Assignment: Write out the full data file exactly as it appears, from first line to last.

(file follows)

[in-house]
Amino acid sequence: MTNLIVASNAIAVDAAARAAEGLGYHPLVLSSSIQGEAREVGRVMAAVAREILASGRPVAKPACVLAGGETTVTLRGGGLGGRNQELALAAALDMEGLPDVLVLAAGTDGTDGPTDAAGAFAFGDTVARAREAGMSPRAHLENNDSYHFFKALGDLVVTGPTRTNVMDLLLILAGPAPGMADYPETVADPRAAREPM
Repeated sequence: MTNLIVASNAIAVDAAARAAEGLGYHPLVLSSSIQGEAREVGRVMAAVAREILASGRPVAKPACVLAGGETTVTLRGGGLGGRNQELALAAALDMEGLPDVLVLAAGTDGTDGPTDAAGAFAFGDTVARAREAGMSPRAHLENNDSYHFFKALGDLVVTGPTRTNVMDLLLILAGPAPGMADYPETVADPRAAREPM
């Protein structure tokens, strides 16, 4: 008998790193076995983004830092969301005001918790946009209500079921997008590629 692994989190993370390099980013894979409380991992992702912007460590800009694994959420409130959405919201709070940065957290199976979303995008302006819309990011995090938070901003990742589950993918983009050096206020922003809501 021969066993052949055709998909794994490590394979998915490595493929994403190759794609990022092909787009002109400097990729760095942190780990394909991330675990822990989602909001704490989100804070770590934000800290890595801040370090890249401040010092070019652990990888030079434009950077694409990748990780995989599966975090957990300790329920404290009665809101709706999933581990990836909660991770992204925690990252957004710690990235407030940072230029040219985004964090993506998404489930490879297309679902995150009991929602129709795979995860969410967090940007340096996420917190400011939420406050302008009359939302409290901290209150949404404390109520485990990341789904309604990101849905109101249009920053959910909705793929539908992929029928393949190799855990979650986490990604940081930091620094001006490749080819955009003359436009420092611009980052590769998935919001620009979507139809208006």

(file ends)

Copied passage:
[in-house]
Amino acid sequence: MTNLIVASNAIAVDAAARAAEGLGYHPLVLSSSIQGEAREVGRVMAAVAREILASGRPVAKPACVLAGGETTVTLRGGGLGGRNQELALAAALDMEGLPDVLVLAAGTDGTDGPTDAAGAFAFGDTVARAREAGMSPRAHLENNDSYHFFKALGDLVVTGPTRTNVMDLLLILAGPAPGMADYPETVADPRAAREPM
Repeated sequence: MTNLIVASNAIAVDAAARAAEGLGYHPLVLSSSIQGEAREVGRVMAAVAREILASGRPVAKPACVLAGGETTVTLRGGGLGGRNQELALAAALDMEGLPDVLVLAAGTDGTDGPTDAAGAFAFGDTVARAREAGMSPRAHLENNDSYHFFKALGDLVVTGPTRTNVMDLLLILAGPAPGMADYPETVADPRAAREPM
């Protein structure tokens, strides 16, 4: 008998790193076995983004830092969301005001918790946009209500079921997008590629 692994989190993370390099980013894979409380991992992702912007460590800009694994959420409130959405919201709070940065957290199976979303995008302006819309990011995090938070901003990742589950993918983009050096206020922003809501 021969066993052949055709998909794994490590394979998915490595493929994403190759794609990022092909787009002109400097990729760095942190780990394909991330675990822990989602909001704490989100804070770590934000800290890595801040370090890249401040010092070019652990990888030079434009950077694409990748990780995989599966975090957990300790329920404290009665809101709706999933581990990836909660991770992204925690990252957004710690990235407030940072230029040219985004964090993506998404489930490879297309679902995150009991929602129709795979995860969410967090940007340096996420917190400011939420406050302008009359939302409290901290209150949404404390109520485990990341789904309604990101849905109101249009920053959910909705793929539908992929029928393949190799855990979650986490990604940081930091620094001006490749080819955009003359436009420092611009980052590769998935919001620009979507139809208006």